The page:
Loops are a fundamental part of any programming language. It’s almost a given that you’ll use loops in even fairly simple code. If you’re not writing a loop yourself you’ll typically still benefit from them within libraries operating behind the scenes. And this rule is even more self-apparent within data-focused programming languages like R. These languages even give you special functions to optimize and simplify the process. In R this is often done with the apply function and its relatives. Apply lets you apply a function to every element of a data frame. While variants like mapply bring more specialized functionality. As you’ll soon see, mapply in particular makes it easy to apply a function to multiple lists or vectors.

## The Basics of Mapply

Before we start using mapply we need to take note of why it’s such a useful part of the R programming language. R can be used for a wide variety of different tasks. But it’s highly optimized around statistics and data science. All of the objects and data types in R revolve around data manipulation. You can certainly use R for basic arithmetic centered around a couple of numbers. But R shines when it’s applying advanced processing to large data sets.

The fact that you’ll often juggle thousands, or even hundreds of thousands, of numbers at once shapes most of R’s fundamental design. And this is also where mapply shines. Imagine that you have multiple lists of data to work through. Doing so might entail running everything through multiple convoluted loops. Or you might need to join some, all, or only a subset of those lists together before then looping through them. But a single call to mapply will often accomplish the same thing. The concept can be best seen by turning this conceptual theory into practice.

## Turning Theory Into Practice

One of the best ways to see what a unique set of functions can do is to simply contrast it with the alternatives. We’ve considered a situation where we need to loop through multiple lists in R and we can see how that might work out in the following code.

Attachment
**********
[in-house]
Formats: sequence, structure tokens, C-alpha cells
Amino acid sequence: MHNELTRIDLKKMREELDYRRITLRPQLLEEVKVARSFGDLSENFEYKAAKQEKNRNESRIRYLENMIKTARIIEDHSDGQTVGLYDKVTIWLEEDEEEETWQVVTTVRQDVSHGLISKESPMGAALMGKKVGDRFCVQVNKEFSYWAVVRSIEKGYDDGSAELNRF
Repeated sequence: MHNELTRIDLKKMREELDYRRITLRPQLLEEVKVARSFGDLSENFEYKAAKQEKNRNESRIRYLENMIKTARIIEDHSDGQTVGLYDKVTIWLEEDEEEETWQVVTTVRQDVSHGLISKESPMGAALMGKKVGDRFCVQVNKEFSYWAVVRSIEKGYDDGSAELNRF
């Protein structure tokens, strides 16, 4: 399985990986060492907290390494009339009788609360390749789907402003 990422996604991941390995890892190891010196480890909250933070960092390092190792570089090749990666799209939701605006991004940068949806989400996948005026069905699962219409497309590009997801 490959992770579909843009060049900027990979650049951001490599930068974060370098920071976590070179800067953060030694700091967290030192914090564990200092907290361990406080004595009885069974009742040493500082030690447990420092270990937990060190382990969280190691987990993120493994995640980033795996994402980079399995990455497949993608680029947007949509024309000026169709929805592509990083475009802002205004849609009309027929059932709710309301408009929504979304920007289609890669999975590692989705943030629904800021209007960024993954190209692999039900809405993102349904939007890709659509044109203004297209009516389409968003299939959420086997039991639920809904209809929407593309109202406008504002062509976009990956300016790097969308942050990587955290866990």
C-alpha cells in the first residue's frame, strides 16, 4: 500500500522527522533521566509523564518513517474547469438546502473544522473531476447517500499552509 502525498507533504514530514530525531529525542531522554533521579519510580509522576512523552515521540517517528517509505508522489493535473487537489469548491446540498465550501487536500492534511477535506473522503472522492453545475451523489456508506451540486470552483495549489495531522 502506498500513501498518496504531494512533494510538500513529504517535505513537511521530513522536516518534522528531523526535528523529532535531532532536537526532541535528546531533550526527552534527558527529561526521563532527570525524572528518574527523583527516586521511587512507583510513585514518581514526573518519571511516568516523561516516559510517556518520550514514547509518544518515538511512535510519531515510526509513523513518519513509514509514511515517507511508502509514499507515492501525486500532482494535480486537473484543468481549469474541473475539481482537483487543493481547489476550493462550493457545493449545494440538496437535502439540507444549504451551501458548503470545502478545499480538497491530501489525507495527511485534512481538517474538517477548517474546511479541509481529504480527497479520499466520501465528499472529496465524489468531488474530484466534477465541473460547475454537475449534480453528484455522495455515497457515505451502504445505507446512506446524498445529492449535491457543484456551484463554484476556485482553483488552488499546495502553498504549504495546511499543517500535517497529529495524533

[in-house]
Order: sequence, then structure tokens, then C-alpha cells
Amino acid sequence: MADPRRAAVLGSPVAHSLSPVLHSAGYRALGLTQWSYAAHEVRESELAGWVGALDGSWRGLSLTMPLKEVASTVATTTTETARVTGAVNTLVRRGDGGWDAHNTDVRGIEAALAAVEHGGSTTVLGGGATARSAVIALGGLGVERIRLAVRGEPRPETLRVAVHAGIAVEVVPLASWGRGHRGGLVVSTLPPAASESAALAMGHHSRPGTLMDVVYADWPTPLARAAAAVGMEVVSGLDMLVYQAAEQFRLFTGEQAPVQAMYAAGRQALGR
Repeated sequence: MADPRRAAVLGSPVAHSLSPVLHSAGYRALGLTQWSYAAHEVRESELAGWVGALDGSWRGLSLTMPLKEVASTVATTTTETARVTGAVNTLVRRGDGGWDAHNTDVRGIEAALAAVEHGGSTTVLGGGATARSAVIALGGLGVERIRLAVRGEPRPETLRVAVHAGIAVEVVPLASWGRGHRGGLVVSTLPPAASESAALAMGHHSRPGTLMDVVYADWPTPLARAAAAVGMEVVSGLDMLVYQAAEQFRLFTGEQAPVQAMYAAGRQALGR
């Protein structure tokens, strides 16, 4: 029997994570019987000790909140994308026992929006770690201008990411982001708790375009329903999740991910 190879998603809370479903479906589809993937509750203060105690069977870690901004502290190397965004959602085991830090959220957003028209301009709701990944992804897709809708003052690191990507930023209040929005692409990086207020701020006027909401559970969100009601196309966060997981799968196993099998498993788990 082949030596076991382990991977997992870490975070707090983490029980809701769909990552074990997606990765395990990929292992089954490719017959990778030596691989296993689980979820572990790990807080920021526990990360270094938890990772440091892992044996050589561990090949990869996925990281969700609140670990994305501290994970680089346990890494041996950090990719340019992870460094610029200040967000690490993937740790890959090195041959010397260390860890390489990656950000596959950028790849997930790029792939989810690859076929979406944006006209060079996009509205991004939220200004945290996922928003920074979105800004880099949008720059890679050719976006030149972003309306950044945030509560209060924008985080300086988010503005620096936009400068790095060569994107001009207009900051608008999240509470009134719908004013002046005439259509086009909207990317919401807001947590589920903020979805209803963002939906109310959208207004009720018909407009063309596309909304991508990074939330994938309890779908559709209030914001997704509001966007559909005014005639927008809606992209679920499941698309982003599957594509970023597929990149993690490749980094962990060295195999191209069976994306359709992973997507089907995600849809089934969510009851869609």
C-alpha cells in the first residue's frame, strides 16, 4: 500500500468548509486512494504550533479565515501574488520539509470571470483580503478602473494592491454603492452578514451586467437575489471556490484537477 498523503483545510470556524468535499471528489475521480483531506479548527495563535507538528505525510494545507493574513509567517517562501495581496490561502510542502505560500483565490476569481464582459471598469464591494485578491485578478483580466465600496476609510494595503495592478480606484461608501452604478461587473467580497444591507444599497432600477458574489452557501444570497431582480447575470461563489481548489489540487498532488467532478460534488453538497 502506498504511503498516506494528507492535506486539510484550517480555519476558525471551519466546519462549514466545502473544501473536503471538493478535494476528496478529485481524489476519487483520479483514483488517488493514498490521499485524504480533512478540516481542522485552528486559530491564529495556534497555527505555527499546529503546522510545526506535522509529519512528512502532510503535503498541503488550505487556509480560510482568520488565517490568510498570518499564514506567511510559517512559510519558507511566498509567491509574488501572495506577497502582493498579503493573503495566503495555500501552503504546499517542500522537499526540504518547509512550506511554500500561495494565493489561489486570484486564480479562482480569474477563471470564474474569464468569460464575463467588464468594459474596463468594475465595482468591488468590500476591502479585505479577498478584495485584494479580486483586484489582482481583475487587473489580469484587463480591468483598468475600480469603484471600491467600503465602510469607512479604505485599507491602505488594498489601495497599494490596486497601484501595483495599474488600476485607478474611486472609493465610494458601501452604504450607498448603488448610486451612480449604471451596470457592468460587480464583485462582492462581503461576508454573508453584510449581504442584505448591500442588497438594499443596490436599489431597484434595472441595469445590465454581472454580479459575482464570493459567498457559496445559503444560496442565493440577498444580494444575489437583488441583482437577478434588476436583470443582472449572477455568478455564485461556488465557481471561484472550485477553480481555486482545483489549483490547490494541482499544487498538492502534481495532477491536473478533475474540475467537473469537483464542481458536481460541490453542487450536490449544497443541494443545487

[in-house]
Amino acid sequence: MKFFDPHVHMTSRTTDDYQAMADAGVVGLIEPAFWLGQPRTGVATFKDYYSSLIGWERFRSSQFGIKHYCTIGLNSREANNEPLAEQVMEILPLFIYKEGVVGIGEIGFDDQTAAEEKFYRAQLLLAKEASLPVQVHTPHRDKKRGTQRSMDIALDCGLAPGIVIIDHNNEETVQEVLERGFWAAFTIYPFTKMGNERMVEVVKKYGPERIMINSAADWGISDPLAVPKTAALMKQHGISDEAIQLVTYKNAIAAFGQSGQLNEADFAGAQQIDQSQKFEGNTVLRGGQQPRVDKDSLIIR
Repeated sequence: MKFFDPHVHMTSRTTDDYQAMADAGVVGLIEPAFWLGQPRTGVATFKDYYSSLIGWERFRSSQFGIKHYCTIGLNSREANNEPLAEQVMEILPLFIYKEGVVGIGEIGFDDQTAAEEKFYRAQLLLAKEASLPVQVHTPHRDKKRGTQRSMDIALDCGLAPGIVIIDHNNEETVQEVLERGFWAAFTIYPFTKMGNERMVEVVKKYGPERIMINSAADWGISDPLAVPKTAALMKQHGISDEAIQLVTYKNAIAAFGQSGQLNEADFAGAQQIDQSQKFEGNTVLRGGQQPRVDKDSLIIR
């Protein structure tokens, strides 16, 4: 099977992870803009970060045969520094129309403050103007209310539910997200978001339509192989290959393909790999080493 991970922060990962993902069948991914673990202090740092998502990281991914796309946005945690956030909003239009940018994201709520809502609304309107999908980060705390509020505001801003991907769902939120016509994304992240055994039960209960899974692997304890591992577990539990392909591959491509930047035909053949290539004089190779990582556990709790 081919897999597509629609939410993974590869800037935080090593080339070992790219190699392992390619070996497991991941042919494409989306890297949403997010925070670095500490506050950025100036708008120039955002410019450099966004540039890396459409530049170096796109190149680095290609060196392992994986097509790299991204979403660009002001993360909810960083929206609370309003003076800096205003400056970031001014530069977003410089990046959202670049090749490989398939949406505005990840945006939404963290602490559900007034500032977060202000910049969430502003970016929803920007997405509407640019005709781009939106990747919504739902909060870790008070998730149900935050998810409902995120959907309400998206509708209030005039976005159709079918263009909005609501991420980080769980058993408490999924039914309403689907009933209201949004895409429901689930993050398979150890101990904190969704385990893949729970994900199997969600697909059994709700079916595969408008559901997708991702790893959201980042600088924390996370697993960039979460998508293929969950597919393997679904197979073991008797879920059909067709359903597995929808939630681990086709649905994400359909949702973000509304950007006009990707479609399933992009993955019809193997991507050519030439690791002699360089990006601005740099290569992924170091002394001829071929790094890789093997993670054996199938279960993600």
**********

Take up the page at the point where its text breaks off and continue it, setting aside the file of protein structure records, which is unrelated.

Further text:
ourFirstList <- list(c(1, 4, 7, 10, 13))

ourSecondList <- list(c(2, 5, 8, 11, 14))

ourThirdList <- list(c(3, 6, 9, 12, 15))

ourFinalValue <- 0

for (x in ourFirstList) {

for(y in x){

ourFinalValue <- ourFinalValue+y

}

}

print(ourFinalValue)

In this example, we’re going to try and total the numbers found within multiple list instances. We begin by defining and populating three list variables. Next, we’ll create a variable called ourFinalValue with a value of 0. This is the variable we’ll be using to hold our results as we work with the list data.

The next stage involves setting up two loops to handle the range we might find in various list instances. As we move within the inner loop we add the values from each step to our ourFinalValue variable. And, finally, we print the results. Of course, if we wanted this to handle all three list instances we’d need to repeat the for loop two more times.

We could also move the loop into a new function. But while that would be a little more efficient, it’d still necessitate calling the function multiple times. And it’d still be an overly verbose and wasteful design if we were dealing with a larger amount of lists. You might also wonder why we’re not just using sum. The problem there becomes apparent if you add the following line above the print statement.

ourFinalValue <- sum(ourFirstList)